The last time Hillary Clinton stopped by Jimmy Kimmel, she was still battling it out with Bernie Sanders for the Democratic presidential nomination and Donald Trump still had Ted Cruz and, to a much lesser degree, John Kasich, to worry about. Five months later, with a more unified base behind her and a solid lead in almost every battleground state poll, Clinton had nothing to do but come out swinging against her Republican opponent.

Clinton hasn’t held a proper press conference with political reporters in more than 260 days, but this was her third time sitting next to Jimmy Kimmel since she became a 2016 candidate for president. But while Kimmel may be a friendlier interviewer than some, the questions about her trustworthiness came before she even emerged on the stage. During a “Lie Witness News” segment that preceded her appearance, Los Angeles pedestrians weighed in on a “big announcement” she hadn’t made earlier that day, deeming it mostly full of lies.

“Who would have guessed this audience would be so enthusiastic about the co-founder of ISIS?” Kimmel asked Clinton after the applause died down. Laughing and calling that particular accusation “one of the crazier things that’s been said this campaign,” Clinton said she doesn’t “get upset anymore” about the things Trump says “because I’d be upset all the time.” But on a more serious note, she said that type of rhetoric is “harmful” because it “actually helps terrorists.”

Asked how she plans to prepare for her upcoming debates with Trump, Clinton said, “I watched a lot of his debates during the primaries and he insulted all of his opponents, he insulted all the moderators, he insulted, I guess about 80 percent of the American people and the rest of the world.” So while she wants to “take it seriously,” she is also preparing for any potential “wackiness” by drawing on her elementary school experience.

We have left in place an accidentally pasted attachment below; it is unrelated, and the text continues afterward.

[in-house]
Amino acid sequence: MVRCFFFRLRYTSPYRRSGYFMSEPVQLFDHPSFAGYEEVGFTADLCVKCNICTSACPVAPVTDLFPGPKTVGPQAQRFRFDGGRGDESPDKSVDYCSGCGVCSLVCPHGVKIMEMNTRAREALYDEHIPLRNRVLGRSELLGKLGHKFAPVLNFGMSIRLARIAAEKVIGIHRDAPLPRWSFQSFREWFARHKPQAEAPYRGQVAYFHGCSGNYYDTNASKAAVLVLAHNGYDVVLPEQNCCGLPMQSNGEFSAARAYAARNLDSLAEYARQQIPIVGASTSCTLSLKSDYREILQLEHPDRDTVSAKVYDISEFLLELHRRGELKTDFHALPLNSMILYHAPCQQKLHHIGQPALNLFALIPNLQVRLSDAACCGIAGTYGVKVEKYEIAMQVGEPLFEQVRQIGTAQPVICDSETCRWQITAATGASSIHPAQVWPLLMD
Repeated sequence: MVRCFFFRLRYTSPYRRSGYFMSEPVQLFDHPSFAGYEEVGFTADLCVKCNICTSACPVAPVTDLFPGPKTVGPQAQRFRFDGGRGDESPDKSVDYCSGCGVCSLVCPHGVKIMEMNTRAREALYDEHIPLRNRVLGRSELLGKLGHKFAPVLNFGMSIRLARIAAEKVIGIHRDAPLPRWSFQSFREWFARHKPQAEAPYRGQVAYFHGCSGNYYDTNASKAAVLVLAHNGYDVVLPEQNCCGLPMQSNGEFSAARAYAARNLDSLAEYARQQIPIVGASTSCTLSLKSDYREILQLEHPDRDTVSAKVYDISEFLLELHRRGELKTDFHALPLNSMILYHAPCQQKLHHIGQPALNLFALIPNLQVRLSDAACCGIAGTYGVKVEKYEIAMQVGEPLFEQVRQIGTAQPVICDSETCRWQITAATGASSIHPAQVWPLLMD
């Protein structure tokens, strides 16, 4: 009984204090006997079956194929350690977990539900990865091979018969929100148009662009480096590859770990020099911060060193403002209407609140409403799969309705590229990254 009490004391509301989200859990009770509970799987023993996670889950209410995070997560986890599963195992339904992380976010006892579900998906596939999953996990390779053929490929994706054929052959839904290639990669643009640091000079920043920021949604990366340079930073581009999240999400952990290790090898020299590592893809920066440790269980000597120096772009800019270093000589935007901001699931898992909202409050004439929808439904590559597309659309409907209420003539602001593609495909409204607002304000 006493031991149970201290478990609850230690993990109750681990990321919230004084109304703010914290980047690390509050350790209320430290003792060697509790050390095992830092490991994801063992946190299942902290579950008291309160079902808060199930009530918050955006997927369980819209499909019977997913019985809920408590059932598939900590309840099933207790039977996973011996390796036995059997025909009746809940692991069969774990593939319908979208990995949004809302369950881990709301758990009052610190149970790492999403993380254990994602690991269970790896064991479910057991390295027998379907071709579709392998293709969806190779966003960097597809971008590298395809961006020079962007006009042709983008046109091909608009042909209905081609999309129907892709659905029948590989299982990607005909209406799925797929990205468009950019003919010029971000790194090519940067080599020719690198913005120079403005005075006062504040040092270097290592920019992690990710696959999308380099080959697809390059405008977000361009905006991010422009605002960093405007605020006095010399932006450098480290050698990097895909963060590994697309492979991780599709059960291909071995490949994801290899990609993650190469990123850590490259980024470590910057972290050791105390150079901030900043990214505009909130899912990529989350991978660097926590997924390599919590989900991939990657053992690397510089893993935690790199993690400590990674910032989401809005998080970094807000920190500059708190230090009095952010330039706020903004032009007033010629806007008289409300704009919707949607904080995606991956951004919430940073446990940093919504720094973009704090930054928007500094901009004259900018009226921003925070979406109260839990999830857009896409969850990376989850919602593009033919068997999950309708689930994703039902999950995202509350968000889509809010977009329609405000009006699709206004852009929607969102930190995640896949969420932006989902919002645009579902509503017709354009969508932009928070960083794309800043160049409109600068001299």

Kimmel also helped Clinton clear up some of the recent rumors about her health by taking her pulse—“Oh my God, there’s nothing there,” the host joked—while she defended her vitality. “Back in October, The National Enquirer said I would be dead in six months,” she said, “so with every breath I take I feel like I have a new lease on life.” On Kimmel’s request, Clinton successfully opened a jar of pickles.

As Clinton tried to steer the conversation back to issues like job creation and student debt, Kimmel kept the focus on Trump. “If you were elected president, how great would it be if your first act was to deport Donald Trump to Mexico?” he asked. When Clinton said this is “such a serious time in our country,” he replied, “Not really.”

“I would prefer to be running against somebody who I thought was qualified to be president and temperamentally fit to be commander-in-chief,” Clinton said to applause from the audience, even if that would make her job right now a whole lot more difficult. While she said America has seen some less than “great” presidents in our history, she added, “I don’t think we’ve ever been confronted with somebody who we see right now in the midst of this election is unqualified and temperamentally unfit.”

It wasn’t until his second segment with the candidate that Kimmel uttered the word she most likely dreads the most these days: “emails.” Asked if she is worried about the pending release of nearly 15,000 emails by the State Department just before the debate, Clinton repeated a line she has used before. “My emails are so boring.” She then added, “We’ve already released, I don’t know, 30,000-plus, so what’s a few more?”

Kimmel ended the segment by playing a game with Clinton. He asked her to pick real Donald Trump quotes out of a fishbowl and read them aloud without cracking a smile. There was only one she refused to read and it was about Trump’s more-than-fatherly affection for his daughter, Ivanka.